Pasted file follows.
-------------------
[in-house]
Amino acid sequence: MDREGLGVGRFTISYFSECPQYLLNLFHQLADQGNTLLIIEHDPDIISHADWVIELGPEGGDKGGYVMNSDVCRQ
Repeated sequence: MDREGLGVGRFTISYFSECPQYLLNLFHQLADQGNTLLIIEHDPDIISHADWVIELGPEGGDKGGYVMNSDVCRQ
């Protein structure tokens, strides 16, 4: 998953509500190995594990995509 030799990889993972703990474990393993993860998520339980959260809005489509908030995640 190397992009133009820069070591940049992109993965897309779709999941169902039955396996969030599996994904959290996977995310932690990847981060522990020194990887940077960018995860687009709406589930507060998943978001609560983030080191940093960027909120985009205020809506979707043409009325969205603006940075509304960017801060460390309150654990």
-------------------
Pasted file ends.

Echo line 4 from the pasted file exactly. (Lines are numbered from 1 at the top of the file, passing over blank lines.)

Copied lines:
């Protein structure tokens, strides 16, 4: 998953509500190995594990995509 030799990889993972703990474990393993993860998520339980959260809005489509908030995640 190397992009133009820069070591940049992109993965897309779709999941169902039955396996969030599996994904959290996977995310932690990847981060522990020194990887940077960018995860687009709406589930507060998943978001609560983030080191940093960027909120985009205020809506979707043409009325969205603006940075509304960017801060460390309150654990």